1. Look beyond the condo features and fancy finishes. Take a close look at the masonry/tuck pointing, roof, common hallways, exterior stairs, parking lots and garages. If these areas are not well maintained, they can be a source of major special assessments, and can make it difficult to sell in the future. If you are not familiar with these items, ask your realtor, she will be an expert in this.
  2. Look for a condo that is updated, with kitchen and baths no older than 5-10 years. Otherwise, when you plan to resell the unit in the future, you will have to spend money to update the kitchens and baths. Appraisers consider the age of updates when determining value, and anything 15 years or more is not considered updated or in excellent condition.
  3. Take a close look at the condo association financials and meeting minutes. Look for the amount of condo replacement reserves, annual operating expenses, and budget vs actual expenses for the prior and current years. A good rule of thumb is for the condo to have an amount at least equal to 10% of their annual operating expense in reserve, and the annual income from assessments should more than cover condo common expenses and a contribution to reserves.
  4. Size up the condition of the common hallways and look into the percentage of units rented. A building that is approaching 50% non owner occupied may be one that is not mortgage able in the future when you want to sell.

Maggie Finegan, ABR, Move with Maggie Chicago Real Estate Team

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Lakewood Balmoral HomesI had the pleasure of touring five luxury homes in the historic Lakewood Balmoral neighborhood in Edgewater, Chicago recently. I love the area as much today as when I first laid eyes on it in 1986.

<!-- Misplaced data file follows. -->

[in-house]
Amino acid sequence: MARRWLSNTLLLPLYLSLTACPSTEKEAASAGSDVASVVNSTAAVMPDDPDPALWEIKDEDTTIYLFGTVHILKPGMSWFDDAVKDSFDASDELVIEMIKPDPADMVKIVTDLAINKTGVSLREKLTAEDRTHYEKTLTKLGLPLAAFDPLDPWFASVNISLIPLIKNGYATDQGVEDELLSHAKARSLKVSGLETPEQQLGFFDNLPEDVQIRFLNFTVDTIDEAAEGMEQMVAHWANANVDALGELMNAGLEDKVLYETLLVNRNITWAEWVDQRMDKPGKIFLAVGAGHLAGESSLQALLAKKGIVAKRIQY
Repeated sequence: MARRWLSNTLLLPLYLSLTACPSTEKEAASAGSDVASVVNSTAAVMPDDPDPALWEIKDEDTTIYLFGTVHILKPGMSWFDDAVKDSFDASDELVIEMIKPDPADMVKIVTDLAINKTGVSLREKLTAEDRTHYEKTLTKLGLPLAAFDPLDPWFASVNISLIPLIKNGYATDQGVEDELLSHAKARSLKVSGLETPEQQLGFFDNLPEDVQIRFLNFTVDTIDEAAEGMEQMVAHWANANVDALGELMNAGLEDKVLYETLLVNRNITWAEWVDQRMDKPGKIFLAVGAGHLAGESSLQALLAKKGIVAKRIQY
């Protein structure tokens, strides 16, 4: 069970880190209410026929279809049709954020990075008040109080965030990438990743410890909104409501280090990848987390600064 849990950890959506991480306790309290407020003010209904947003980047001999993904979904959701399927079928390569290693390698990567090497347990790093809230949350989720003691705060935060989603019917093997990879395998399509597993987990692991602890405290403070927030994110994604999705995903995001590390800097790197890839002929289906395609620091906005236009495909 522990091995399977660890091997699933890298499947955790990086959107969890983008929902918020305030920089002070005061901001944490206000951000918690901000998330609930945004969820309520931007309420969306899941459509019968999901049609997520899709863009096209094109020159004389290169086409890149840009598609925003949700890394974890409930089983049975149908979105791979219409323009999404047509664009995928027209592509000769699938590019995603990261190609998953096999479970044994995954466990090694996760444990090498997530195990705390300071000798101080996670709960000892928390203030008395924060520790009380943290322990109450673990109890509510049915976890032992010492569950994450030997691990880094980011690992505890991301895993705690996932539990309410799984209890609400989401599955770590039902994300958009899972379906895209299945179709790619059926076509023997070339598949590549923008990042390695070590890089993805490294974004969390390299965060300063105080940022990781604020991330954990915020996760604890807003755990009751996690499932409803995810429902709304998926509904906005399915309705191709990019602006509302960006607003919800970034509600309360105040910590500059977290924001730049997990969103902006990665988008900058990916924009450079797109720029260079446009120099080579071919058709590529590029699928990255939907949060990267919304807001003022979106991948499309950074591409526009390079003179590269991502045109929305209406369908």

Edgewater was one of the first transit oriented communities, developed in 1885 by J. L Cochrane. Plans for Edgewater included its own train stops for steam powered locomotives. At the time, there were 33 trains daily between Edgewater and Union Station in Chicago. Today Edgewater is served by five el stations.

I think it’s really cool that what Cochrane envisioned as a suburb of single family homes, is now part of Chicago, and is an oasis of green surrounded by smaller two and three unit buildings like 5251 N Glenwood and larger apartment buildings, or even high rises as you go east to the lakefront.

The community was amazed at how beautifully the owners preserved vintage features of their turn of the century homes adding green features, and luxurious kitchens and bathrooms.

The tour of homes also included 5526 North Lakewood and was hosted by architect Tom Greene of Greene & Proppe design. The owners in renovating the kitchen incorporated green features such as glass walls and glass faced cabinets to bring in light. The home overlooks lovely landscaped gardens of drought tolerant plants, and the use of turf is minimized. So take a walk thru Lakewood Balmoral in Edgewater in Chicago to see for yourself.

Maggie Finegan, ABR, Move with Maggie Chicago Real Estate Team

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Luxury Homes in Edgewater are going green. Green is definitely catching on in Andersonville and Lakewood Balmoral Edgewater in Chicago. A walk thru the neighborhood and you see drought tolerant landscaping, permeable sidewalks and patios, glass curtain walls, rain barrel collection systems, and open front porches.

I toured five homes last weekend on the Edgewater Home Tour, and you will see homes where the owners elected to keep the vintage features and systems that are also earth friendly and energy conscious. Keeping the original hot water and steam radiant heating systems instead of replacing with gas forced air systems that are not green.

There are lots of green features that are hidden in the Luxury Green Homes in Edgewater in Chicago. These include solar powered attic fans, on demand hot water systems, and green insulation. To learn more about how you can go green at home, and receive a copy of just released book Green Your Home, visit my website Chicagoluxuryhometeam.com.

Maggie Finegan, ABR, Move with Maggie Chicago Real Estate Team